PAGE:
Monumental thoughts


The advantage of being (mostly) retired is having time to do things I didn’t used to have time to do.

Like seeing stuff.

I did a lot of traveling for business, but little sightseeing, over 21 years in my last job. My family, who sometimes joined me on business trips, got to see the USA while I, for the most part, headed off to trainings, conventions or special events,

We’re now trying to fix that, beginning with a trip this month to Washington D.C.

Nothing on the trip topped the “Monuments By Moonlight” bus tour, which took us to National Memorial sites in the nation’s capital.

Jefferson Memorial



Roosevelt Memorial (FDR and Fala)
An American listens to FDR’s “Fireside Chat” in the Roosevelt Memorial.



Martin Luther King Jr. Memorial

The couple of hours spent on this tour simplified, for me, the issue over whether statues honoring the Confederacy should to be displayed in public spaces in the United States.

The D.C. monuments almost take your breath away. They remind us these great American leaders, who themselves were far from perfect, had astronomical aspirations for the United States and worked, and fought and in some cases, died, trying to achieve them.

Monuments to the Confederacy remind us of the aspirations of those willing to tear their country apart and kill their fellow Americans over the right to use slave labor to maintain their way of life. Most were installed during the 20th century; there was a surge of statues in the early 1900s coinciding with the rise of Jim Crow laws and another mid-century surge as the Civil Rights movement began to gain ground.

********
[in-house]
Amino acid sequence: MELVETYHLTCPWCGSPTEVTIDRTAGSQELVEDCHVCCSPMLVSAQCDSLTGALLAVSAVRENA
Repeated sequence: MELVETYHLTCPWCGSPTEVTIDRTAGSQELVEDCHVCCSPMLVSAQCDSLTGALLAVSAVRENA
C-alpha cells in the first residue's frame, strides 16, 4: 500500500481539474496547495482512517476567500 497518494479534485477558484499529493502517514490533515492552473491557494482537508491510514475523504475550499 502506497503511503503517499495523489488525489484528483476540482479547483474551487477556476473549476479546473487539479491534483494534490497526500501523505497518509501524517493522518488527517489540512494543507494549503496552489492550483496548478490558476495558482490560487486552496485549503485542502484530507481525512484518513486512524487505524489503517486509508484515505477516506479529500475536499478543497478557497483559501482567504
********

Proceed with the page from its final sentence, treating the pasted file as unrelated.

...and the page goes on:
James Grossman, the executive director of the American Historical Association, says that the increase in statues and monuments was clearly meant to send a message.

“These statues were meant to create legitimate garb for white supremacy,” Grossman said. “Why would you put a statue of Robert E. Lee or Stonewall Jackson in 1948 in Baltimore?”

It seems ridiculous that it needs to be pointed out that in “the land of the free and the home of the brave” there is no appropriate public place for a celebration of the Confederacy and those who aspired to maintain slavery.

During our visit, we also saw the portion of the Berlin Wall displayed in the Newseum.


Imagine this wall being displayed in a place of honor in Berlin with the intention of reminding residents of those halcyon days when part of the city and much of Germany was held captive by the Soviet Union.

That makes as much sense as putting Confederate statues on the public square in the United States of America in 2017.

If you have the chance, see the monuments in Washington D.C.

They’re impressive by day. They are awe-inspiring at night.

McBarronBlog Bonus

Why Confederate statues fail to represent Southern history

America’s Ugliest Confederate Statue Isn’t Coming Down Anytime Soon

A part of the Berlin Wall stands in a Las Vegas casino, though not in a  place of honor.


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